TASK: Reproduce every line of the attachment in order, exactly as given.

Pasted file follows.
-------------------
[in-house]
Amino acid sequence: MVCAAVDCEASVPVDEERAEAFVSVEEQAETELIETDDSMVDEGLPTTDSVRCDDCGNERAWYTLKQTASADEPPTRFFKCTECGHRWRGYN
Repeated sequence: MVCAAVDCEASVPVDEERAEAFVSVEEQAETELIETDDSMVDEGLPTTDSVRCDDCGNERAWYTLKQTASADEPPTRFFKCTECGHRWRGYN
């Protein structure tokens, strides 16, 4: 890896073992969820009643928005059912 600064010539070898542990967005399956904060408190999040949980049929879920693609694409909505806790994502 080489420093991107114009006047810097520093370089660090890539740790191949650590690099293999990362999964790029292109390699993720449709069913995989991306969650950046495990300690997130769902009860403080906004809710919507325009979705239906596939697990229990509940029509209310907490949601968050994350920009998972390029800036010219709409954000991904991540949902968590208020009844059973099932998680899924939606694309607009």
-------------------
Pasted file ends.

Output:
[in-house]
Amino acid sequence: MVCAAVDCEASVPVDEERAEAFVSVEEQAETELIETDDSMVDEGLPTTDSVRCDDCGNERAWYTLKQTASADEPPTRFFKCTECGHRWRGYN
Repeated sequence: MVCAAVDCEASVPVDEERAEAFVSVEEQAETELIETDDSMVDEGLPTTDSVRCDDCGNERAWYTLKQTASADEPPTRFFKCTECGHRWRGYN
């Protein structure tokens, strides 16, 4: 890896073992969820009643928005059912 600064010539070898542990967005399956904060408190999040949980049929879920693609694409909505806790994502 080489420093991107114009006047810097520093370089660090890539740790191949650590690099293999990362999964790029292109390699993720449709069913995989991306969650950046495990300690997130769902009860403080906004809710919507325009979705239906596939697990229990509940029509209310907490949601968050994350920009998972390029800036010219709409954000991904991540949902968590208020009844059973099932998680899924939606694309607009």